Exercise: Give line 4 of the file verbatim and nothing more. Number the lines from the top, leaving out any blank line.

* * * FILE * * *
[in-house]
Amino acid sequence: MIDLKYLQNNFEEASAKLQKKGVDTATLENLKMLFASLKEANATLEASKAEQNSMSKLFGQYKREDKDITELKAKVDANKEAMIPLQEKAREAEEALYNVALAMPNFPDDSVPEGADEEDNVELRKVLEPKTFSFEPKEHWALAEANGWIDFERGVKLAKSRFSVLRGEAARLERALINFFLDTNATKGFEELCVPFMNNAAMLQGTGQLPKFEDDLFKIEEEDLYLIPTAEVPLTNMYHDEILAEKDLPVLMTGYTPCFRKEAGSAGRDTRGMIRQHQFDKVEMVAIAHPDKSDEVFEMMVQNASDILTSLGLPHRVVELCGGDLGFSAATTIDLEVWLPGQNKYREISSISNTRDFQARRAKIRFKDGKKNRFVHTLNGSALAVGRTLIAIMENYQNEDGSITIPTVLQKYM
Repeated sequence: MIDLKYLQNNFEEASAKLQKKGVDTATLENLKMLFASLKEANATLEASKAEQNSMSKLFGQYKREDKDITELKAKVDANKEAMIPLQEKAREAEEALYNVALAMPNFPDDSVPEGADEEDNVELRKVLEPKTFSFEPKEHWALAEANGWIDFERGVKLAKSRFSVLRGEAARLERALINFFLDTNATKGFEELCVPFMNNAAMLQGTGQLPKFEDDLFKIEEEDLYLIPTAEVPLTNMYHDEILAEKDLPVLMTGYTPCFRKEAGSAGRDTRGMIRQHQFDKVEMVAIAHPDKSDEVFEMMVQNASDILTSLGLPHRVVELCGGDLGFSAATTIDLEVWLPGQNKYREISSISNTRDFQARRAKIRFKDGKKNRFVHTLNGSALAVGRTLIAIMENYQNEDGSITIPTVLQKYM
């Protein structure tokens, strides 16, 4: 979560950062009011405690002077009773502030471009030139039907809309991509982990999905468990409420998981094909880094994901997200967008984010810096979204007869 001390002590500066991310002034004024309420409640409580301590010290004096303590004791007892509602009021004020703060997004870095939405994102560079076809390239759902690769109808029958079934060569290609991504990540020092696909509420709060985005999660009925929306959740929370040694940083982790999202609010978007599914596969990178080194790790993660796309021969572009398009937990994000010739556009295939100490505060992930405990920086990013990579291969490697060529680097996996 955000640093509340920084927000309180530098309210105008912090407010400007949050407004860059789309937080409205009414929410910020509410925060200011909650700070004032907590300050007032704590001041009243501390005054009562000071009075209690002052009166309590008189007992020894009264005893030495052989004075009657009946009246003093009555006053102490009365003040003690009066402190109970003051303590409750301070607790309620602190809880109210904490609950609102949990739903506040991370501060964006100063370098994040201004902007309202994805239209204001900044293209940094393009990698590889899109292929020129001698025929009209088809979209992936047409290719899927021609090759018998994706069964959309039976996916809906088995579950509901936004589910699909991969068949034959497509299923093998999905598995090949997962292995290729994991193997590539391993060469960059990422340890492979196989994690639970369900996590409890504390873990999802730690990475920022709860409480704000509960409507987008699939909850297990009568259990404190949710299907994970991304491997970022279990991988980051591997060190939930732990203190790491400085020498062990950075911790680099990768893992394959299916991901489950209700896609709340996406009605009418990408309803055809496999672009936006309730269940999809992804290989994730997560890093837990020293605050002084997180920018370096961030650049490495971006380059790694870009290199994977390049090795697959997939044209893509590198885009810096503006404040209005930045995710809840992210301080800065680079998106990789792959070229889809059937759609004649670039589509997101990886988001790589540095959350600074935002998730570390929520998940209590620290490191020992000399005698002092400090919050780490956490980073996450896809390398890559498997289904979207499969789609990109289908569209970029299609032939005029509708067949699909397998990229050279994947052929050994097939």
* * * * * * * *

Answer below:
């Protein structure tokens, strides 16, 4: 979560950062009011405690002077009773502030471009030139039907809309991509982990999905468990409420998981094909880094994901997200967008984010810096979204007869 001390002590500066991310002034004024309420409640409580301590010290004096303590004791007892509602009021004020703060997004870095939405994102560079076809390239759902690769109808029958079934060569290609991504990540020092696909509420709060985005999660009925929306959740929370040694940083982790999202609010978007599914596969990178080194790790993660796309021969572009398009937990994000010739556009295939100490505060992930405990920086990013990579291969490697060529680097996996 955000640093509340920084927000309180530098309210105008912090407010400007949050407004860059789309937080409205009414929410910020509410925060200011909650700070004032907590300050007032704590001041009243501390005054009562000071009075209690002052009166309590008189007992020894009264005893030495052989004075009657009946009246003093009555006053102490009365003040003690009066402190109970003051303590409750301070607790309620602190809880109210904490609950609102949990739903506040991370501060964006100063370098994040201004902007309202994805239209204001900044293209940094393009990698590889899109292929020129001698025929009209088809979209992936047409290719899927021609090759018998994706069964959309039976996916809906088995579950509901936004589910699909991969068949034959497509299923093998999905598995090949997962292995290729994991193997590539391993060469960059990422340890492979196989994690639970369900996590409890504390873990999802730690990475920022709860409480704000509960409507987008699939909850297990009568259990404190949710299907994970991304491997970022279990991988980051591997060190939930732990203190790491400085020498062990950075911790680099990768893992394959299916991901489950209700896609709340996406009605009418990408309803055809496999672009936006309730269940999809992804290989994730997560890093837990020293605050002084997180920018370096961030650049490495971006380059790694870009290199994977390049090795697959997939044209893509590198885009810096503006404040209005930045995710809840992210301080800065680079998106990789792959070229889809059937759609004649670039589509997101990886988001790589540095959350600074935002998730570390929520998940209590620290490191020992000399005698002092400090919050780490956490980073996450896809390398890559498997289904979207499969789609990109289908569209970029299609032939005029509708067949699909397998990229050279994947052929050994097939």